Expired goods infiltrate Yemeni market
Counterfeit goods have their own customers and are popular among Yemenis. Sellers know that impoverished Yemenis prefer these goods because they cost less, according to Yassen Al-Tamimi, a researcher in the field of environment and consumer protection.
Al-Tamimi said the Standardization, Metrology and Quality Control Authority’s declarations about holding large quantities of dates that don’t conform to standards indicates ugly practices of merchants that have never happened before.
“In the previous years, the unsold dates remained in stores for next year,” he said. “Then they are mixed with the newly imported dates, and tea is added to them in order to make them attractive.”
Al-Tamimi said these practices are applied to all goods with increased demands during Ramadan such as oil, milk, flour and sugar.
China is the largest industrial country with counterfeit products that flood Yemeni markets. It surpassed other countries such as India and Taiwan in this field.
Waleed No’man, a member of the Yemeni Industrialists Association, said new merchants are young men and sons of former officials. They own money, but they lack human conscience. He said those merchants import food supplies, toys and medicine from China.
Al-Tamimi said the problem isn’t linked to importing goods with low quality.
“Unsold goods are being stored in bad conditions, which cause their expiration,” he said. “But greedy merchants don’t give up and try to find a suitable solution. For example, if wheat decays, they grind it and sell it to consumers.”
No’man said a lack of consumer knowledge among Yemenis makes them easy prey for selling expired and counterfeit goods.
Sometimes, he said, people resort to buying expired goods because of low income.
“The expired and counterfeit goods, particularly food and raw materials, contain poison materials, and sometimes these goods are being made locally, which effects the national economy negatively,” No’man said.
Yemen is considered one of the ten poorest countries in the world, where poverty rates reach 60 percent to 70 percent. Therefore, the ability to buy high quality goods is low, so people resort to buying goods that aren’t up to standard.
Ahmed Saeed Shamakh, an economic expert, said Yemen depends on imported goods from abroad by 90 percent and on local production of goods by 10 percent. Moreover, counterfeit goods and nearly expired goods represent approximately 60 percent to 70 percent of the market.
Yemen has a coastline of about 2,500 square kilometers and land entrances, making the accusation direct toward concerned bodies charged with watching these borders and entrances.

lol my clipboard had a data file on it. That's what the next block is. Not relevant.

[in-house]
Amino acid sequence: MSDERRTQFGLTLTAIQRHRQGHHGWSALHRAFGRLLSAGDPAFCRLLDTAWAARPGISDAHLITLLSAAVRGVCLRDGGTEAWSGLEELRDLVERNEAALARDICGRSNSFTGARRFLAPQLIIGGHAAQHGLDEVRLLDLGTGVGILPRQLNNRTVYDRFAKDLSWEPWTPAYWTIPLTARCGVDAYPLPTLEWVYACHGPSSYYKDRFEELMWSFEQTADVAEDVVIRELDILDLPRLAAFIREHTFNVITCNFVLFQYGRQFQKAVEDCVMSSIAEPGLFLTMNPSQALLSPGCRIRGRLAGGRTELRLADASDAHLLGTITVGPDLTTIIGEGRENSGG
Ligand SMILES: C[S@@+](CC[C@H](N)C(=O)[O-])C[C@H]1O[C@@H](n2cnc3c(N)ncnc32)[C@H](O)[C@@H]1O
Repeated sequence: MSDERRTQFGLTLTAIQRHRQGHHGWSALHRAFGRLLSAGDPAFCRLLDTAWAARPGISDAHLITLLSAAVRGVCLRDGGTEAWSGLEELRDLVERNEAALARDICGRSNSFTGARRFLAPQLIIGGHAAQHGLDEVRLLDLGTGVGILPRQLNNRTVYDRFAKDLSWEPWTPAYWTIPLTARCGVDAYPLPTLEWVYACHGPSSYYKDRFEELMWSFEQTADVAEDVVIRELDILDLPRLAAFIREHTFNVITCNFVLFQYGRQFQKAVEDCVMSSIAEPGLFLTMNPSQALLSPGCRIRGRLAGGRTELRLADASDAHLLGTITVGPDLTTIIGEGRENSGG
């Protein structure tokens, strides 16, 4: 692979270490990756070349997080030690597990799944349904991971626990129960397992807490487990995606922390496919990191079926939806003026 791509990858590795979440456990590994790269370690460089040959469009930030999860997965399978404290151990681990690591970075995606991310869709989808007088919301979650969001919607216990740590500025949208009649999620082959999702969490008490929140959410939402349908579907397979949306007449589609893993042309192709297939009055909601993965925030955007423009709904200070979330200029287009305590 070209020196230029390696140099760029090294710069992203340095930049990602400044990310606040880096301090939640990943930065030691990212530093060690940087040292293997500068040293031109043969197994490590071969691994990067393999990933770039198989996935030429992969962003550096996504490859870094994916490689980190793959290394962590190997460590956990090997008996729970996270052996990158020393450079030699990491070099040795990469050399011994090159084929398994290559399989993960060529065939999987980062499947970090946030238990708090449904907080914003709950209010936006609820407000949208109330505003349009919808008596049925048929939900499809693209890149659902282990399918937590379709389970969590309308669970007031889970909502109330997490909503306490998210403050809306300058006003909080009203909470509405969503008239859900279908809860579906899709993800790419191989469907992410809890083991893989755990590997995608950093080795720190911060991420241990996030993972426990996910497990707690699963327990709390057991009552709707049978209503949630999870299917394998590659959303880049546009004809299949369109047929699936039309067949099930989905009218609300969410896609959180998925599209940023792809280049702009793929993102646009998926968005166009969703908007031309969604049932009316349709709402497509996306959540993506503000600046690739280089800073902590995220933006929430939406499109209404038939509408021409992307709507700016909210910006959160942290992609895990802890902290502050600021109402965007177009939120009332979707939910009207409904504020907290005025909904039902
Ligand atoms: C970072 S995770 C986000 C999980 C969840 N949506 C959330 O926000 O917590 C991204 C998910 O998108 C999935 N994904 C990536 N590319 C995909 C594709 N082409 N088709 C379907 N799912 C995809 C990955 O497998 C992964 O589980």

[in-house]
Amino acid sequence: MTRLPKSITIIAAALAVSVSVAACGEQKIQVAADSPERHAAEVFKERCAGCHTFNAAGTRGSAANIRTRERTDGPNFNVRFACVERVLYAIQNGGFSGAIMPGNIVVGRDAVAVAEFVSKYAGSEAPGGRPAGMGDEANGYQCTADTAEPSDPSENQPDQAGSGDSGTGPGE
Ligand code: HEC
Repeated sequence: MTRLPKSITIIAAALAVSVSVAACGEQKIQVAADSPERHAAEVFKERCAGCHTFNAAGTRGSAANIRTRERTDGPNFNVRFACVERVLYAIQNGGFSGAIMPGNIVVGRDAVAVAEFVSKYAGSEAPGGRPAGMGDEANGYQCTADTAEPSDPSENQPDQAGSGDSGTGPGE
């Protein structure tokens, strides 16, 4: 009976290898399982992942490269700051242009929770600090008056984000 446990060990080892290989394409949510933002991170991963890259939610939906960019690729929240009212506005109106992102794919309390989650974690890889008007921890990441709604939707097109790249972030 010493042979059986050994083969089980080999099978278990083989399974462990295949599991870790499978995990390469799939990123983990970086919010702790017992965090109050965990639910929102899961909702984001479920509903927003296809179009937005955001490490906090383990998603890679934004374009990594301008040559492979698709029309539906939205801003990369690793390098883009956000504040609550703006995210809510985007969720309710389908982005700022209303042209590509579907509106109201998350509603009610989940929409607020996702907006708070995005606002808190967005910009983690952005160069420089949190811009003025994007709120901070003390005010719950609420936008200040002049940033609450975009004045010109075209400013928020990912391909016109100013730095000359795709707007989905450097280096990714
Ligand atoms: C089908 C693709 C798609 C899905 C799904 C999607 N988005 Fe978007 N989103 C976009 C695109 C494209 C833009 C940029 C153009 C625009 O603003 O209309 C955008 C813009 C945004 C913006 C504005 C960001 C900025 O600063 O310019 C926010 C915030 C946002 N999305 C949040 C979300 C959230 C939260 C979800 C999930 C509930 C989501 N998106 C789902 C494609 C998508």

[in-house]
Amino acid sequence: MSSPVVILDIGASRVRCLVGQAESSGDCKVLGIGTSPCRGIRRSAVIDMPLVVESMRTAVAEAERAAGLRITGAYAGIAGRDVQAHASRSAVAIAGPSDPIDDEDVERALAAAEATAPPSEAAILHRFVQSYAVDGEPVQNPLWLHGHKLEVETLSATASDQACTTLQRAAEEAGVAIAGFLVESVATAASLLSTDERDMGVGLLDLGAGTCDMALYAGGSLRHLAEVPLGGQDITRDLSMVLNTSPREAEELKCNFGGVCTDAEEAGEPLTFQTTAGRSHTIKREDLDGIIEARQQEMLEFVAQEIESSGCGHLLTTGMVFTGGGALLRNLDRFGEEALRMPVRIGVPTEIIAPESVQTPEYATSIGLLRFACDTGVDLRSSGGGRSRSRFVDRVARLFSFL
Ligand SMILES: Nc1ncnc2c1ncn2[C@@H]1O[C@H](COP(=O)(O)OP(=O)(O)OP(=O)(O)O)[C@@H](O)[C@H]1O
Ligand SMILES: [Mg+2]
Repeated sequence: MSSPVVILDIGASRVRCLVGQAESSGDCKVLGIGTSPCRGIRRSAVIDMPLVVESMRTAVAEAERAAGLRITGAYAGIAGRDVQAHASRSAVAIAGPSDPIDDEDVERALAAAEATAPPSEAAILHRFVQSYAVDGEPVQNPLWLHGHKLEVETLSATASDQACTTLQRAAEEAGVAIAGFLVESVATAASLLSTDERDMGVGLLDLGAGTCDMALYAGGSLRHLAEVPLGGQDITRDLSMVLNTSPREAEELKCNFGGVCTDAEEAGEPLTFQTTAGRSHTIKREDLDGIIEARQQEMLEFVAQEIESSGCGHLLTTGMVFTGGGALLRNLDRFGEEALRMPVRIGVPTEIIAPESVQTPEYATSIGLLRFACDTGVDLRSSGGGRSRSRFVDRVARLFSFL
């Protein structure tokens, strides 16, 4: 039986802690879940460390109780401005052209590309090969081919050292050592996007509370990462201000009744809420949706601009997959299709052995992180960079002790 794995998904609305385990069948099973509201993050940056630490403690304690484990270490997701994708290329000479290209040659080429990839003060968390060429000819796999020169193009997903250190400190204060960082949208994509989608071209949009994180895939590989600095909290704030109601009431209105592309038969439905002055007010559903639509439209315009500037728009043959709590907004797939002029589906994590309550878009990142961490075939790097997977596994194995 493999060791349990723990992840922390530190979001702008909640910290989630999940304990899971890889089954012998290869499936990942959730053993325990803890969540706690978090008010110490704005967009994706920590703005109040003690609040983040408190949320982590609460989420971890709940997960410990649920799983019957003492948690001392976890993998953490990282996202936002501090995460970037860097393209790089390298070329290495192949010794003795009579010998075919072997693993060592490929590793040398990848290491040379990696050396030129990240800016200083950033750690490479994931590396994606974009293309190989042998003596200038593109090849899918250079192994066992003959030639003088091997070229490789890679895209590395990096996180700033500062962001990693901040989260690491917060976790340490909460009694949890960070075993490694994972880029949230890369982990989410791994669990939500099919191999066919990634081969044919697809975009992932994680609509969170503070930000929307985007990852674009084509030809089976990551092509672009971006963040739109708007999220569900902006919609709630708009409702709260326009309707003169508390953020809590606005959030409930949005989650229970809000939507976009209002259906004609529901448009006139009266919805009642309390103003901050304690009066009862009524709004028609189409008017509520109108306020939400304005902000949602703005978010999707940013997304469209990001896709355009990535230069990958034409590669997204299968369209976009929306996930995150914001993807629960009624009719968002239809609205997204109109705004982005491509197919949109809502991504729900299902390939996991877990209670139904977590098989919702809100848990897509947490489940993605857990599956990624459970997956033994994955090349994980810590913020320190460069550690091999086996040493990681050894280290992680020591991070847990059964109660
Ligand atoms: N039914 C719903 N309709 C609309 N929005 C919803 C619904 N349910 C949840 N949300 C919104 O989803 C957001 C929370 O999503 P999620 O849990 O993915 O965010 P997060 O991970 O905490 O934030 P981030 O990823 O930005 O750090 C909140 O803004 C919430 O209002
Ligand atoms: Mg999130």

“The reason behind that is the rampant corruption and false economic policies,” Shamakh said.
Al-Tamimi said that in the previous period, there was cooperation between importers and decision makers.
“Senior merchants have a strong lobby in the government, and so we faced many problems in combating practices done by some merchants,” he said.
Al-Tamimi said that the Consumers Protection Association is among the associations unwelcomed by government authorities because it fails to fulfill its responsibilities. The government is bothered by the association’s declarations about counterfeit and expired goods in Yemeni markets, he said.
Absence of control and censorship
No’man said he questions Standardization, Metrology and Quality Control Authority’s role, which is to oversee what happens in markets. He described the procedures taken by the authority as unsuitable due to a lack of labs used for checking samples before giving approval for goods to enter to the country, particularly if these goods quickly expire.
No’man said there are negative effects to not having enough labs.
“Once, the authority took a sample of sauce cans arriving in Hodeida port to be checked in the Central Laboratory in Sana’a,” he said.
The samples took 14 days to check, which caused expiry of the sauce due to high temperatures. The authority requested the merchant to send it back to the source, but he couldn’t. Therefore, he was allowed to sell it in markets with low prices.”
Shamakh said there are extortion practices against consumers. In spite of issuing statements and declarations either by official or private authorities, the expired and counterfeit goods increased in local markets.
“People buy these goods because they don’t know about them or because of low income. The declarations and statements don’t affect these goods due to lack of effective censorship. Even cancer, kidney failure and stunting patients are being treated with counterfeit medicine that causes death.”
The Standardization, Metrology and Quality Control Authority said it is doing its best to control the spread of expired goods and to make consumers aware, according to Abu Al-Hassan Al-Nehari, director of the authority’s Quality Control Department.
“The authority launched its second awareness-oriented campaign in Ramadan to boost awareness among consumers and merchants when buying and selling and introducing them to the most important specifications of the goods demanded in Ramadan,” Al-Nehari said.
Doctor Mohammed Al-Asbahi, director of the Environment Health Authority, said the authority works according to food censorship law. The work of the authority starts by checking goods by the Standardization and Metrology Authority before entering the country.
“Our role is to watch markets and visit markets daily to look for expired goods and destroy them,” Al-Asbahi said.
Al-Tamimi said it is important to provide the authority with money to adopt the program of issuing a certificate of goods in the country of origin and also to sign agreements with labs in these countries to check the goods before sending them, instead of checking them in Aden or Sana’a, which takes time.